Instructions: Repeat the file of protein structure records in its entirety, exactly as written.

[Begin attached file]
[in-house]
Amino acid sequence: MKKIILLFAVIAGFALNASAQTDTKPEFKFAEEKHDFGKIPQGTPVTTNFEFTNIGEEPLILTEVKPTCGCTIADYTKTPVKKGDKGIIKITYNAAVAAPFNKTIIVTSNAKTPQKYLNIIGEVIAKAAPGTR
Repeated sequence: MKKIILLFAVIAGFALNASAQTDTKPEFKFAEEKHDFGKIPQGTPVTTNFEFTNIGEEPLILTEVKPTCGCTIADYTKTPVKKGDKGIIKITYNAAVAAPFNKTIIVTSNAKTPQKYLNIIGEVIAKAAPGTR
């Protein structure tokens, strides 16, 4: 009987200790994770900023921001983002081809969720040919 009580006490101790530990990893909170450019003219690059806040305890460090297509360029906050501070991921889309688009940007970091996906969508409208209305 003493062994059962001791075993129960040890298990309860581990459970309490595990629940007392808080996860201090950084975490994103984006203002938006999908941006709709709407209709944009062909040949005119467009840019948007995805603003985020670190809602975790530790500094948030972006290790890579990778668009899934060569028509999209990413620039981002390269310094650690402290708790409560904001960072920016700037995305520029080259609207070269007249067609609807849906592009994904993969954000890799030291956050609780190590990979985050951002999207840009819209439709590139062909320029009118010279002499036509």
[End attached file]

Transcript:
[in-house]
Amino acid sequence: MKKIILLFAVIAGFALNASAQTDTKPEFKFAEEKHDFGKIPQGTPVTTNFEFTNIGEEPLILTEVKPTCGCTIADYTKTPVKKGDKGIIKITYNAAVAAPFNKTIIVTSNAKTPQKYLNIIGEVIAKAAPGTR
Repeated sequence: MKKIILLFAVIAGFALNASAQTDTKPEFKFAEEKHDFGKIPQGTPVTTNFEFTNIGEEPLILTEVKPTCGCTIADYTKTPVKKGDKGIIKITYNAAVAAPFNKTIIVTSNAKTPQKYLNIIGEVIAKAAPGTR
């Protein structure tokens, strides 16, 4: 009987200790994770900023921001983002081809969720040919 009580006490101790530990990893909170450019003219690059806040305890460090297509360029906050501070991921889309688009940007970091996906969508409208209305 003493062994059962001791075993129960040890298990309860581990459970309490595990629940007392808080996860201090950084975490994103984006203002938006999908941006709709709407209709944009062909040949005119467009840019948007995805603003985020670190809602975790530790500094948030972006290790890579990778668009899934060569028509999209990413620039981002390269310094650690402290708790409560904001960072920016700037995305520029080259609207070269007249067609609807849906592009994904993969954000890799030291956050609780190590990979985050951002999207840009819209439709590139062909320029009118010279002499036509």